Jews, an Italian story

Permanent Exibition

With “Ebrei, una storia italiana” (Jews, an Italian story), the MEIS recounts the experience of Italian Judaism, describing how it formed and developed along the Peninsula — from ancient Roman times to the Renaissance — and how it engineered its own identity, unique even when compared to other places in the Diaspora.

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It has been constantly repeated that Jews have been present in Italy for more than two thousand years and that, over this long period of time, this presence has been essentially uninterrupted. In fact, no other place in the Western Diaspora can boast such an ancient, widespread and steadfast Jewish presence.

Anna Foa, Giancarlo Lacerenza from the catalog “Jews, an Italian story. The First Thousand Years” (ed. Electa)

Down a road of ongoing evolution

The itinerary is the result of a well-balanced dialogue between two temporary exhibits, “Jews, an Italian story. The first thousand years”, edited by Anna Foa, Giancarlo Lacerenza and Daniele Jalla, and “The Renaissance speaks Hebrew”, edited by Giulio Busi and Silvana Greco. The ever-evolving exhibition is enhanced with new objects and stories and, in the coming years, will come to tell the story of Italian Jews through to current times.

An Italian story that begins in Ancient Rome

Through video contributions of experts, artifacts, immersive breaks, multimedia videos, reconstructions (the Temple of Jerusalem, the Arch of Titus, the Jewish catacombs, the synagogues of Ostia and Bova Marina), this itinerary reveals the areas of origin of the Jewish people and traces the routes of their exile to the western Mediterranean. It documents their time in Rome and southern Italy, speaking of migration, slavery, integration and religious intolerance — both in relation to the pagan and Christian worlds.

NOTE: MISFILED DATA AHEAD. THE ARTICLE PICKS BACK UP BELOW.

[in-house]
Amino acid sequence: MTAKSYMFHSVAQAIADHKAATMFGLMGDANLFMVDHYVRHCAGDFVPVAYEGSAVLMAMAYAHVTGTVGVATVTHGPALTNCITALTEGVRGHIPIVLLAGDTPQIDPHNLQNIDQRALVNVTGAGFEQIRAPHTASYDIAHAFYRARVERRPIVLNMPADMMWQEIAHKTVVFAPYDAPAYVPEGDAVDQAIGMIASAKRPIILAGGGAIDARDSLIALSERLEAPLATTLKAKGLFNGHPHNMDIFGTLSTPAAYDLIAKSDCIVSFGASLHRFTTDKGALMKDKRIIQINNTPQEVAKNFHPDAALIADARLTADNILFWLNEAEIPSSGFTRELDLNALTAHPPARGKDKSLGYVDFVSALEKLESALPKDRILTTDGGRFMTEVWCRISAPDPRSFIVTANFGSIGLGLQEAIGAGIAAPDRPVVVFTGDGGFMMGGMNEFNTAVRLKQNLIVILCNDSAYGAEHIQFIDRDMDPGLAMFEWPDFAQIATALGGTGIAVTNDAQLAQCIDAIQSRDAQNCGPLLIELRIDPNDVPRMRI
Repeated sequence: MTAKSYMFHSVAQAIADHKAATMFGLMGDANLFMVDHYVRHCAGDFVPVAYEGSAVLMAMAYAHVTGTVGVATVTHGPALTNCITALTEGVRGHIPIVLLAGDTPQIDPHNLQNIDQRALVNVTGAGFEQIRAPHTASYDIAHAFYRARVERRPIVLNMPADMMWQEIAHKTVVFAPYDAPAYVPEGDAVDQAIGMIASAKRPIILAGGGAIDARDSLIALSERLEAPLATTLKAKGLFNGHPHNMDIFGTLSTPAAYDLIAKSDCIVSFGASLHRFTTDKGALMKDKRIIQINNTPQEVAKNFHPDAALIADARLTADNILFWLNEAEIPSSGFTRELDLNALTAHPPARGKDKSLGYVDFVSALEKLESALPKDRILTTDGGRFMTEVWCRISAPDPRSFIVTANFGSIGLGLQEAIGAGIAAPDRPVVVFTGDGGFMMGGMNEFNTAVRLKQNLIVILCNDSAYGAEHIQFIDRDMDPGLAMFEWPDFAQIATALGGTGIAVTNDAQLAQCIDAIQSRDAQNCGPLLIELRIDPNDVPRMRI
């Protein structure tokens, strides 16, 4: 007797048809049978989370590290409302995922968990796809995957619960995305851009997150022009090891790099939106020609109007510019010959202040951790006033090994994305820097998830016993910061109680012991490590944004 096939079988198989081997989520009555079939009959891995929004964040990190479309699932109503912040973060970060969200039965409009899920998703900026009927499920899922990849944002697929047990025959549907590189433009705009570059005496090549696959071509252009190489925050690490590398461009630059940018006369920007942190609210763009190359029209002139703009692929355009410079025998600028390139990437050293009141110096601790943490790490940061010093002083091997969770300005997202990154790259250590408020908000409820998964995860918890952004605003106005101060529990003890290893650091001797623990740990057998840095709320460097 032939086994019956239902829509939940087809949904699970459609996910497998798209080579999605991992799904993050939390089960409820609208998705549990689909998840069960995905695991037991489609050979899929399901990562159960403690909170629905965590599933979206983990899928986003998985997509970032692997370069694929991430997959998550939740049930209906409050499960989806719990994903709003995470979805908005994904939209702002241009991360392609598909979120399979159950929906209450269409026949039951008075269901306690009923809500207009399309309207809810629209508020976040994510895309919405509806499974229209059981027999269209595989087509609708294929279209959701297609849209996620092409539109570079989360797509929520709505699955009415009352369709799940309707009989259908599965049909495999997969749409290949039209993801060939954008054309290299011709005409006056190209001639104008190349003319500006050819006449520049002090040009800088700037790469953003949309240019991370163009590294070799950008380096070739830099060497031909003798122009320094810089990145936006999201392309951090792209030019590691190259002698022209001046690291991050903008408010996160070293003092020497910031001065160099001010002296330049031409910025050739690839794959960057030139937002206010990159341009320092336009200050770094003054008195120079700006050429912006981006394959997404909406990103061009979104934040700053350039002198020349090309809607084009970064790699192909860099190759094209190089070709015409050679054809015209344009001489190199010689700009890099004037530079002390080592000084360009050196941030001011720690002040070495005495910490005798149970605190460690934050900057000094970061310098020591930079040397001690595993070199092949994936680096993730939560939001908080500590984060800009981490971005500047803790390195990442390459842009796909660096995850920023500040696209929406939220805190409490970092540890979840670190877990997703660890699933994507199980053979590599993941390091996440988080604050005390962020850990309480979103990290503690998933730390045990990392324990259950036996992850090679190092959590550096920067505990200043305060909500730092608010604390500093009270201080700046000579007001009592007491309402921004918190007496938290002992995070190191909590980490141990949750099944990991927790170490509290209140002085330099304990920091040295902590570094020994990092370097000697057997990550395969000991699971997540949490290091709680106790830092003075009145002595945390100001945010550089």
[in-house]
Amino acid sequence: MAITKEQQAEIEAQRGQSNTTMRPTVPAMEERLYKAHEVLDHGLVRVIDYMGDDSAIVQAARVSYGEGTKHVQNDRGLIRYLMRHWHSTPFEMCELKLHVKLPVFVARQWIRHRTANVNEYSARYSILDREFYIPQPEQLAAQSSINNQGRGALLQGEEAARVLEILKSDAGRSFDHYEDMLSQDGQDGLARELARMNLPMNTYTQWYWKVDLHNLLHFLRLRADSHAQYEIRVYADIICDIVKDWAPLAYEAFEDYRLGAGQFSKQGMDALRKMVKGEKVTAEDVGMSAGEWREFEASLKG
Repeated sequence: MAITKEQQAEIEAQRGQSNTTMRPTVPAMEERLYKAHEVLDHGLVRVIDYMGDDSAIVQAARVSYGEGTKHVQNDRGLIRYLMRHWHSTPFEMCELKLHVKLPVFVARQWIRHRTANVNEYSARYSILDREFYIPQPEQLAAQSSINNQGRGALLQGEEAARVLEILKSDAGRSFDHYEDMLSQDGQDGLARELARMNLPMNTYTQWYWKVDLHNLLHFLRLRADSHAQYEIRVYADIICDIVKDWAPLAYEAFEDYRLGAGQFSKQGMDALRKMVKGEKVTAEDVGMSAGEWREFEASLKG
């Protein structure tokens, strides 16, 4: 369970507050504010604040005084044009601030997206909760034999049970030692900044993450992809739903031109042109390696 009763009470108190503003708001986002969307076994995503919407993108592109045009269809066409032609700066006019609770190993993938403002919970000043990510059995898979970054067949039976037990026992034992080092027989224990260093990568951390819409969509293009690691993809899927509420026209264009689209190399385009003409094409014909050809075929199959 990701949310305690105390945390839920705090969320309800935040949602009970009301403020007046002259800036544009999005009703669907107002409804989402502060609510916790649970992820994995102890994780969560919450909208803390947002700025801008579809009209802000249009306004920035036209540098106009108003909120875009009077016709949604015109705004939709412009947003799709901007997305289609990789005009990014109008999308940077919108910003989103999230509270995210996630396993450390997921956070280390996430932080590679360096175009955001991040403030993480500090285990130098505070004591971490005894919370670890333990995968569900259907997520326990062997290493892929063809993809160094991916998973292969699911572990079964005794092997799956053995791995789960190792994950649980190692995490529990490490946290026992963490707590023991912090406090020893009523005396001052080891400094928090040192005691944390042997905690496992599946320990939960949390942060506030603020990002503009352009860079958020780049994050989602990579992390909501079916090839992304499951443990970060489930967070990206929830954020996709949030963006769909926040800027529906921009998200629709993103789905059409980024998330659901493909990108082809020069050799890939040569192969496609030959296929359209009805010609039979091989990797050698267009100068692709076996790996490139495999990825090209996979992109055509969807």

The Renaissance speaks Hebrew

The MEIS’ journey continues as we see how the Jewish presence in Italy in the Middle Ages transforms and witness the arrival of new migrations from northern Europe and Spain. The exhibition ends with the rooms dedicated to the cultural blossoming seen during the Renaissance, a period in which humanist intellectuals saw Judaism as a source of invaluable knowledge; a centuries-long journey to discover the history of the country.

Other exhibitions

THROUGH THE EYES OF THE ITALIAN JEWS

THROUGH THE EYES OF THE ITALIAN JEWS

MULTIMEDIA EXHIBITION
Two thousand and two hundred years of Jewish history and culture in twenty-four minutes.  This is the multimedia show Through the Eyes of the Italian Jews, realized by Giovanni Carrada (author and curator) and Manuela Fugenzi (iconographic research).  A complex, rigorous project, the result of months of research and fine-tuning, this show provides a popular investigation […]
1938. Humanity denied

1938. Humanity denied

Permanent Exhibition
On January 17 2020, the National Museum of Italian Judaism and the Shoah-MEIS opened a permanent multimedia path entitled “1938: humanity denied”, curated by Paco Lanciano and Giovanni Grasso. This initiative was promoted by the Presidency of the Italian Republic with the contribution of the Italian Ministry of Education, University and Research-Miur and the support of Intesa Sanpaolo. Strongly supported by the President of Italy Sergio Mattarella, the exhibition was unveiled in 2018 at the Quirinale — on the occasion of the eightieth anniversary of the promulgation of the racial laws — and is the first part of the MEIS exhibition dedicated to the Shoah. Through the use of multimedia installations that gathers vintage images, films and documents, “1938: humanity denied” creates an immersive experience that brings the visitor into contact with the drama of the racial laws, social ostracisim, Nazi-Fascist persecution and extermination. At MEIS, the path conceived of by the two curators is expanded with a site-specific installation by the internationally renowned Israeli artist Dani Karavan, created to remember the Italian experience of the Shoah. Already the author of several international works — Sinti and Roma memorial in Berlin, Way of Human Rights in Nuremberg, Homage to Walter Benjamin in Portbou and Way of Peace in the Negev —Karavan was the protagonist of the MEIS exhibition entitled “The Garden that doesn’t exist”.